The idea is a month-long national independent primary campaign, to take place next spring. Details are not set, but Glassman said that some members of the commission itself are discussing the notion. It could work this way: Candidates qualify for the independent primary by gathering enough signatures to get on the ballot in states constituting at least 270 electoral votes (a qualification the CPD has now).
The candidates who clear that bar - let's just guess that there are a half-dozen - will then appear in a series of debates, culminating in an online national primary election. The winner will be the independent, or third-party, representative on the stage in the general election debates. Glassman called this an "exciting idea," almost certain to generate enthusiasm for an alternative to the current duopoly, enforced by the CPD.
Americans want an independent choice. That was clear from Glassman's 40-minute appearance on the C-SPAN morning call-in show, which elicited nearly unanimous support for the concept of opening the presidential debates to a third participant.
You can watch it here.
The authoritative Ballot Access News, edited by Richard Winger, reported in its July 1 edition on the lawsuit filed against the Federal Election Commission (FEC) by Level the Playing Field (a group seeking to open the presidential debates) and the Green and Libertarian Parties, the two largest parties after the Republicans and Democrats.
According to Ballot Access News:
The Complaint shows why the Commission on Presidential Debates is not truly non-partisan.... Many of the fifteen Commissioners of the CPD appear to be figureheads. The Board may meet as infrequently as once per year, and generally by conference call. For years, the CPD reported in IRS findings, under penalty of perjury, that its board members devoted zero hours per week to the organization, even in presidential election years....
The Complaint summarizes social science evidence that the 15% poll standard [the CPD's requirement for entrance into the debates - in surveys in mid-September], in practice, can never be met by any presidential candidate who does not go through the major party primary process, unless the candidate spends more than $250,000,000. In reality, therefore, the criteria, are not neutral.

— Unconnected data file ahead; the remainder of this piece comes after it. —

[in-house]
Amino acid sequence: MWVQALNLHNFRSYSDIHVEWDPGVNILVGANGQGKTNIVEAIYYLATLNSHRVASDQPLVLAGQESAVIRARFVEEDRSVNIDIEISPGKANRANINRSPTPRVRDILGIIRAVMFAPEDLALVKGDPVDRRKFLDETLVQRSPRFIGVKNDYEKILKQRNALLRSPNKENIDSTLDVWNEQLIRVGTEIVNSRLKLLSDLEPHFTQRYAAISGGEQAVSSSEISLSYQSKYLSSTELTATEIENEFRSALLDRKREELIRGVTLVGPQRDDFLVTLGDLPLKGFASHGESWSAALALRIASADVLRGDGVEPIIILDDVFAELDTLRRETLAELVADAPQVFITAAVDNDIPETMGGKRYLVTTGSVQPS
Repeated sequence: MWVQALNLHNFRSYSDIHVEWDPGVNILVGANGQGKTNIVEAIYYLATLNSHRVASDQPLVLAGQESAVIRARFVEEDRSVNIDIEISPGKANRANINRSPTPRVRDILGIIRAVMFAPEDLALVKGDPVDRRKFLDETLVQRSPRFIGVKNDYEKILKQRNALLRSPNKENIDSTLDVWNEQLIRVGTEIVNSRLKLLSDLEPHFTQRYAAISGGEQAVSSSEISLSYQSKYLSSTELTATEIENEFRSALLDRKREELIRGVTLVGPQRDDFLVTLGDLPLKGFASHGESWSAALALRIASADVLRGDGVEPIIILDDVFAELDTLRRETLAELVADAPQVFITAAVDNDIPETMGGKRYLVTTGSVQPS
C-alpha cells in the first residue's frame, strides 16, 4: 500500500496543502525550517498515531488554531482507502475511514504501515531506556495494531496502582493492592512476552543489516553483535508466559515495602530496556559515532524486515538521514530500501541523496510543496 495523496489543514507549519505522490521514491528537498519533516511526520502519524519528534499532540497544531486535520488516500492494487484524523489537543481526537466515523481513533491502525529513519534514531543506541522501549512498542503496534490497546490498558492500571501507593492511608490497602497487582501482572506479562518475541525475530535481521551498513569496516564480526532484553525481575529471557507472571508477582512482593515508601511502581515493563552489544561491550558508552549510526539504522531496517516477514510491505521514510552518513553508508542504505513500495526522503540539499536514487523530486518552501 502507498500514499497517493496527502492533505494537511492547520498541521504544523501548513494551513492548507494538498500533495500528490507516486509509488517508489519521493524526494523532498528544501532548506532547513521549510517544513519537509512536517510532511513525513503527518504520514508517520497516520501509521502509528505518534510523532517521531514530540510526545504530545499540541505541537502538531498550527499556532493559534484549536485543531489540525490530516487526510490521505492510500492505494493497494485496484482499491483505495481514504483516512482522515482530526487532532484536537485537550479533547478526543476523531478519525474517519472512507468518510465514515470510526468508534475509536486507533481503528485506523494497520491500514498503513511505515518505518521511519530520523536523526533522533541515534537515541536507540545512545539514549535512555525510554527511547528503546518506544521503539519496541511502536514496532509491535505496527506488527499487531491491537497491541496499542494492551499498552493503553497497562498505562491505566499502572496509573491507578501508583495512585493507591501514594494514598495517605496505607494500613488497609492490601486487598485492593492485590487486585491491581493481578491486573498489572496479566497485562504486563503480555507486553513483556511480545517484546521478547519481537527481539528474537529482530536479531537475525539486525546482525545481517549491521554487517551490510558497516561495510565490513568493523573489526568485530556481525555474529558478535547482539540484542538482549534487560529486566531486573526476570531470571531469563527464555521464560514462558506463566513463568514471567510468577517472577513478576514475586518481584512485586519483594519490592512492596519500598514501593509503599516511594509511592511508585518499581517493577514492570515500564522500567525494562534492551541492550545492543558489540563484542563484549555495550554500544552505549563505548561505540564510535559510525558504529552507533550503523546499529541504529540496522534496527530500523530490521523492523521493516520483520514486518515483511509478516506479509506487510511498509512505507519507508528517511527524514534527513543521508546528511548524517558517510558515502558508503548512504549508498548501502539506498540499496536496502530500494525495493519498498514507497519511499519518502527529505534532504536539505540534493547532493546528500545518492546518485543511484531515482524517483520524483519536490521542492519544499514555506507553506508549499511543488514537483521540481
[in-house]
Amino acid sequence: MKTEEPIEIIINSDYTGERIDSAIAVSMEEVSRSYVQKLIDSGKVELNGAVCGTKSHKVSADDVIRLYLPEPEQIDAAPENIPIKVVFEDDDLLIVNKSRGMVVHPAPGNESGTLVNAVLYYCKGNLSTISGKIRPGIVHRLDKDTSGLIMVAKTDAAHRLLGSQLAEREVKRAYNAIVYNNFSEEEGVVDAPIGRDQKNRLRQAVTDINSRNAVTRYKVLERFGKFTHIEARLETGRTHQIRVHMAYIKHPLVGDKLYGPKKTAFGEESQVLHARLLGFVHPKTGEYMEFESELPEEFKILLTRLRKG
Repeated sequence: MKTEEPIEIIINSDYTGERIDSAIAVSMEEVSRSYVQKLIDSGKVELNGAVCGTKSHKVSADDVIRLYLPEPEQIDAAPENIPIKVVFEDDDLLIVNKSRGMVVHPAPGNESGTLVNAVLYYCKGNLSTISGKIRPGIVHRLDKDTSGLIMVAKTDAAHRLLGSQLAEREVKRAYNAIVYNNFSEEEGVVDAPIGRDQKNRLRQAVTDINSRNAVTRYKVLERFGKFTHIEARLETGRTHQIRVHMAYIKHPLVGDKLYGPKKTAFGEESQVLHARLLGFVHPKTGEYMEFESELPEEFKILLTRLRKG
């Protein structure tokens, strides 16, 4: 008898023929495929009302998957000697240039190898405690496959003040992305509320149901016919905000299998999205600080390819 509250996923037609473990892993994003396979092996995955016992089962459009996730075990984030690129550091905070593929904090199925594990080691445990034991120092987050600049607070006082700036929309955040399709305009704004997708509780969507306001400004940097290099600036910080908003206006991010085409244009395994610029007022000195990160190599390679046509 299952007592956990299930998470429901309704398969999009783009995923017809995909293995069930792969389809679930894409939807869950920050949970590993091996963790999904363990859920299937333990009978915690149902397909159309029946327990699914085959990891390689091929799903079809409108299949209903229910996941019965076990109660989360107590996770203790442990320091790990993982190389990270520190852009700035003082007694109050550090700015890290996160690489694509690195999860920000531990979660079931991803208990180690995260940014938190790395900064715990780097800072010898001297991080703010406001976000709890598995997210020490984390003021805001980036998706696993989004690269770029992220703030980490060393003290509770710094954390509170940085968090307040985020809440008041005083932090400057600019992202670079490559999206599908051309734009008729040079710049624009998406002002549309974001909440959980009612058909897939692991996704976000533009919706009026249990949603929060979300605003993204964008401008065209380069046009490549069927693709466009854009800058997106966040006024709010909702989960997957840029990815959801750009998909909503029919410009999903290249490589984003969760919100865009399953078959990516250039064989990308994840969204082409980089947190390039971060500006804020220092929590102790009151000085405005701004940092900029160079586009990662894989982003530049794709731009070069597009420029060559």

Polling - especially 50 days before an election - is no way to pick a debate participant. In order to be on equal footing with the Democratic and Republican nominees, an independent must know in April, or May at latest, whether he or she will be in the fall debates - in order to generate media attention and financial support.
That is the beauty of a national independent presidential primary. The third participant will be known in time to be able to successfully compete in the general election.
CPD members have said all along that they want to find a way to admit a qualified independent to the debates. Now, they have at least two alternatives: a national independent primary or a competition for valid signatures. Both of these methods meet the set of three principles laid down by the Change the Rule group: 1) A competition - not an arbitrary polling hurdle; 2) Direct voter engagement, and 3) One independent candidate, chosen by April 30.
There may be other methods as well. But time is running out for the 2016 election. It's time for the CPD to step up to the plate.